Opposing patterns of intraspecific and interspecific differentiation in sex chromosomes and autosomes

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dc.contributor.author Moran, Peter A.
dc.contributor.author Pascoal, Sonia
dc.contributor.author Cezard, Timothee
dc.contributor.author Risse, Judith E.
dc.contributor.author Ritchie, Michael G.
dc.contributor.author Bailey, Nathan W.
dc.date.accessioned 2018-05-30T11:10:36Z
dc.date.available 2018-05-30T11:10:36Z
dc.date.issued 2018-05-22
dc.identifier.citation Moran, P. A., Pascoal, S. , Cezard, T. , Risse, J. E., Ritchie, M. G. and Bailey, N. W. (2018) ‘Opposing patterns of intraspecific and interspecific differentiation in sex chromosomes and autosomes’, Molecular Ecology. doi:10.1111/mec.14725 en
dc.identifier.issn 0962-1083
dc.identifier.issn 1365-294X
dc.identifier.uri http://hdl.handle.net/10468/6207
dc.identifier.doi 10.1111/mec.14725
dc.description.abstract Linking intraspecific and interspecific divergence is an important challenge in speciation research. X chromosomes are expected to evolve faster than autosomes and disproportionately contribute to reproductive barriers, and comparing genetic variation on X and autosomal markers within and between species can elucidate evolutionary processes that shape genome variation. We performed RADseq on a 16‐population transect of two closely‐related Australian cricket species, Teleogryllus commodus and T. oceanicus, covering allopatry and sympatry. This classic study system for sexual selection provides a rare exception to Haldane's rule, as hybrid females are sterile. We found no evidence of recent introgression, despite the fact that the species co‐exist in overlapping habitats in the wild and interbreed in the laboratory. Putative X‐linked loci showed greater differentiation between species compared to autosomal loci. However, population differentiation within species was unexpectedly lower on X‐linked markers than autosomal markers, and relative X‐to‐autosomal genetic diversity was inflated above neutral expectations. Populations of both species showed genomic signatures of recent population expansions, but these were not strong enough to account for the inflated X/A diversity. Instead, most of the excess polymorphism on the X could better be explained by sex‐biased processes that increase the relative effective population size of the X, such as interspecific variation in the strength of sexual selection among males. Taken together, the opposing patterns of diversity and differentiation at X versus autosomal loci implicate a greater role for sex‐linked genes in maintaining species boundaries in this system. en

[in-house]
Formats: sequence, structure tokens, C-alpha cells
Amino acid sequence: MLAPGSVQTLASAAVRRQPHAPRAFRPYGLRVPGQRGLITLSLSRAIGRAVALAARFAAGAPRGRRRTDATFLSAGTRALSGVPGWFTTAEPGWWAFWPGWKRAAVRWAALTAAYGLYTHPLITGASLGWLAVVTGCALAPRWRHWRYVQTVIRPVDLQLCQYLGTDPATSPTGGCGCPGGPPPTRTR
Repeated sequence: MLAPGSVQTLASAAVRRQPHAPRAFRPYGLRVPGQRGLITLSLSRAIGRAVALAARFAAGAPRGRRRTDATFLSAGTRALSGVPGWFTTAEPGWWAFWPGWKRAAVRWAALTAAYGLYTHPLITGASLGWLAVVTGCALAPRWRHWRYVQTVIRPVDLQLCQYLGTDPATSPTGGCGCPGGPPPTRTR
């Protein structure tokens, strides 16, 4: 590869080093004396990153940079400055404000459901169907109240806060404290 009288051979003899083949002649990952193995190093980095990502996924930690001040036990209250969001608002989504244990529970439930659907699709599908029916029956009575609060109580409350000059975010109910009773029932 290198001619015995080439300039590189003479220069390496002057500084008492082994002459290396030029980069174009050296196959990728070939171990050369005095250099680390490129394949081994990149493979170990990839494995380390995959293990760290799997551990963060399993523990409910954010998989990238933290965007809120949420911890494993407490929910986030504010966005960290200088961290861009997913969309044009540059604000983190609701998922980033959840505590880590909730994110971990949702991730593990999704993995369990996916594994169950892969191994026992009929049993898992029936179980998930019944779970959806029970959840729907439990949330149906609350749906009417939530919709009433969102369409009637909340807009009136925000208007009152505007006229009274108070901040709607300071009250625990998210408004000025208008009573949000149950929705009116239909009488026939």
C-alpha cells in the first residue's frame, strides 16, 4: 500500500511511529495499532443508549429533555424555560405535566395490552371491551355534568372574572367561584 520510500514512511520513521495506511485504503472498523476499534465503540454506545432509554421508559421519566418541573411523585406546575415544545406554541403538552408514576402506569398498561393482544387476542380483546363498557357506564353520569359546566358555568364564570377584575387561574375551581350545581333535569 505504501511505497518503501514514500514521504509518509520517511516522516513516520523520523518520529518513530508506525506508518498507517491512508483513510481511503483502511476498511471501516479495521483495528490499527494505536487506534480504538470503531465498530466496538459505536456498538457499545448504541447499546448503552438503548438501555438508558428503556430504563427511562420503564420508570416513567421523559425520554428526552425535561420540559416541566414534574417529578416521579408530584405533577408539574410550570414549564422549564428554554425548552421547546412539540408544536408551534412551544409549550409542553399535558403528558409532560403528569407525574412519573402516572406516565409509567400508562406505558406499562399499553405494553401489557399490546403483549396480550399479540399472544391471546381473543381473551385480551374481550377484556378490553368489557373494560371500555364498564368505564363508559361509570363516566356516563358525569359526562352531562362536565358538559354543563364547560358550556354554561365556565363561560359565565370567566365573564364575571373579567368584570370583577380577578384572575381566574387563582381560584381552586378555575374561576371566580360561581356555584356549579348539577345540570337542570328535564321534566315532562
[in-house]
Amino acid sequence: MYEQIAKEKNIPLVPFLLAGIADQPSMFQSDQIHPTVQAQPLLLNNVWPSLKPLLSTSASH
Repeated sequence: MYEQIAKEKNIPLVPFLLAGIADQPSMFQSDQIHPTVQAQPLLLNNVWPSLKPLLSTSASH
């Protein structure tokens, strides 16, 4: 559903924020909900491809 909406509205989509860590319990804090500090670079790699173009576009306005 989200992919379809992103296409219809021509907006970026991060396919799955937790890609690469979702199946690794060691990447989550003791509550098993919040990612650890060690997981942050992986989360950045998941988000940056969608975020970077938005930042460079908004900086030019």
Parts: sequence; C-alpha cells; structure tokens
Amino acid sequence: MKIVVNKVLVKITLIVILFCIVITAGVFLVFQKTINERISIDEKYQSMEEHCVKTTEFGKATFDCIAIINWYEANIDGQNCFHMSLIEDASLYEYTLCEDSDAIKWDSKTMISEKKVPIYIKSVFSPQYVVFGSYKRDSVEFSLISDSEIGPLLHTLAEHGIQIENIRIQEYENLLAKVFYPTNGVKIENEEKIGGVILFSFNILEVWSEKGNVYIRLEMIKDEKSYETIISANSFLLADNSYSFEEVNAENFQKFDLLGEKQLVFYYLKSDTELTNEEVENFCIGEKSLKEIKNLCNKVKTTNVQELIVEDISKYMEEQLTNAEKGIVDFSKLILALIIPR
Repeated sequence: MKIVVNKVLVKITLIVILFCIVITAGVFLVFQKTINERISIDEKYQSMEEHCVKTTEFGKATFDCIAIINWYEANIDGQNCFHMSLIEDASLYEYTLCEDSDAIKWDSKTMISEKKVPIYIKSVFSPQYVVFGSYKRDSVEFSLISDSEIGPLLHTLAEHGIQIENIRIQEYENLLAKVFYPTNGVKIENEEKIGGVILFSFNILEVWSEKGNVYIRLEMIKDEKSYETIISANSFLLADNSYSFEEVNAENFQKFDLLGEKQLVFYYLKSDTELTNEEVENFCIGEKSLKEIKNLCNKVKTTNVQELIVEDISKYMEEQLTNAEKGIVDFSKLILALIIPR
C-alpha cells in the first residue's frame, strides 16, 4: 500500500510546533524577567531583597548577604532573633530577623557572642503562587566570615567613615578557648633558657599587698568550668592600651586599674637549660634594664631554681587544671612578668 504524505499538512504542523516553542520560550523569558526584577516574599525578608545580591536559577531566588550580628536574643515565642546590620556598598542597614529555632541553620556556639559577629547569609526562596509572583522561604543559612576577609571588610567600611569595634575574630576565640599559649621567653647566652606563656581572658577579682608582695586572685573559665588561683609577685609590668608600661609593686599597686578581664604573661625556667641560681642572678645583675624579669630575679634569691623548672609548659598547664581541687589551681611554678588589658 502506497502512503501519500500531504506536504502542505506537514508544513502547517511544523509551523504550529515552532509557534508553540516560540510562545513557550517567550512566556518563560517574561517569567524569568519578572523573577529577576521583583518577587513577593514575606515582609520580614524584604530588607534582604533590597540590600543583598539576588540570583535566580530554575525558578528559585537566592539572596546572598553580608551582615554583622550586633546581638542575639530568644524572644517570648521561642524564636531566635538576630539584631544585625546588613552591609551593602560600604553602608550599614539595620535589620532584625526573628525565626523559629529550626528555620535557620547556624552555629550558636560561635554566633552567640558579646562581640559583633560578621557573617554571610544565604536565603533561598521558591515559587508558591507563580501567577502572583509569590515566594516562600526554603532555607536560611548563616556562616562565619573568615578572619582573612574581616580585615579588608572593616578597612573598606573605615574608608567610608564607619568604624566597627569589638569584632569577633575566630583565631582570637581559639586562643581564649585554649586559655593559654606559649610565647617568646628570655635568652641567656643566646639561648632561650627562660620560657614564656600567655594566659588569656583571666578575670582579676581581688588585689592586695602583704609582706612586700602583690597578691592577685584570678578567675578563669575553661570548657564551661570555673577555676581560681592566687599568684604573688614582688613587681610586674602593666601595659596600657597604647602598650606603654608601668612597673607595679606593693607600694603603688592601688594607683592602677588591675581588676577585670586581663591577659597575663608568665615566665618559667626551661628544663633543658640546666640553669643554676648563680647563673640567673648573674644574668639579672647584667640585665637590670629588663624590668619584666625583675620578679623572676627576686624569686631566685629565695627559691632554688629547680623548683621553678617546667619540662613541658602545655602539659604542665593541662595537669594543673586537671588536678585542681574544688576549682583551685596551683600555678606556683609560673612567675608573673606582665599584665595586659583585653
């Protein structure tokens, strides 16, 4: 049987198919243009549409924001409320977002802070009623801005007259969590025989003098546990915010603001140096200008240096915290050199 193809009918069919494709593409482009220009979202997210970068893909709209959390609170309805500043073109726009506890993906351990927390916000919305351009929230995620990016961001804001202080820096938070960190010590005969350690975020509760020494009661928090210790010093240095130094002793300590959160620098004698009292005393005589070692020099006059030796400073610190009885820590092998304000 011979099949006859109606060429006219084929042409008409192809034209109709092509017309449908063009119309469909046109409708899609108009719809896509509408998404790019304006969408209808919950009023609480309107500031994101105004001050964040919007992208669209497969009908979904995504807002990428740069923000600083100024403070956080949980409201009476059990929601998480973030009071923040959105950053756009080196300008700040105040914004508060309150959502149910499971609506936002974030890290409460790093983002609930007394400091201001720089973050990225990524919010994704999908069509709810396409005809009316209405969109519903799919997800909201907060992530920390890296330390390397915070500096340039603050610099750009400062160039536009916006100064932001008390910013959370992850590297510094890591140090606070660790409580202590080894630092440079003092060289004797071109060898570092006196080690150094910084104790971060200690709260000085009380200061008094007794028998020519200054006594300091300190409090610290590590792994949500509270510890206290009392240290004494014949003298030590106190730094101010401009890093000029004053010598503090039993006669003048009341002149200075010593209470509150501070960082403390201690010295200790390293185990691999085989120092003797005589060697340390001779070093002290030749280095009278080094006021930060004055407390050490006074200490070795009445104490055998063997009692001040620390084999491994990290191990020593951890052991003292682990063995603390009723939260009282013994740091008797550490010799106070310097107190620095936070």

dc.description.sponsorship Natural Environment Research Council (NE/G014906/1; NE/L011255/1) en
dc.format.mimetype application/pdf en
dc.language.iso en en
dc.publisher John Wiley & Sons, Inc. en
dc.rights © 2018, John Wiley & Sons Inc. This is the peer reviewed version of the following article: Moran, P. A., Pascoal, S. , Cezard, T. , Risse, J. E., Ritchie, M. G. and Bailey, N. W. (2018) ‘Opposing patterns of intraspecific and interspecific differentiation in sex chromosomes and autosomes’, Molecular Ecology. doi:10.1111/mec.14725, which has been published in final form at https://doi.org/10.1111/mec.14725. This article may be used for non-commercial purposes in accordance with Wiley Terms and Conditions for Self-Archiving. en
dc.subject Hybridisation en
dc.subject Faster X effect en
dc.subject Population genomics en
dc.subject RAD sequencing en
dc.subject Sex chromosomes en
dc.subject Teleogryllus en
dc.title Opposing patterns of intraspecific and interspecific differentiation in sex chromosomes and autosomes en
dc.type Article (peer-reviewed) en
dc.internal.authorcontactother Peter Moran, Biological, Earth and Environmental Sciences, University College Cork, Cork, Ireland. T: +353-21-490-3000 E: peter.moran@gmail.com en
dc.internal.availability Full text available en
dc.check.info Access to this article is restricted until 12 months after publication by request of the publisher. en
dc.check.date 2019-05-22
dc.description.version Accepted Version en
dc.contributor.funder Natural Environment Research Council en
dc.description.status Peer reviewed en
dc.identifier.journaltitle Molecular Ecology en
dc.internal.bibliocheck In press. Check for vol. / issue / page numbers. Amend citation as necessary.


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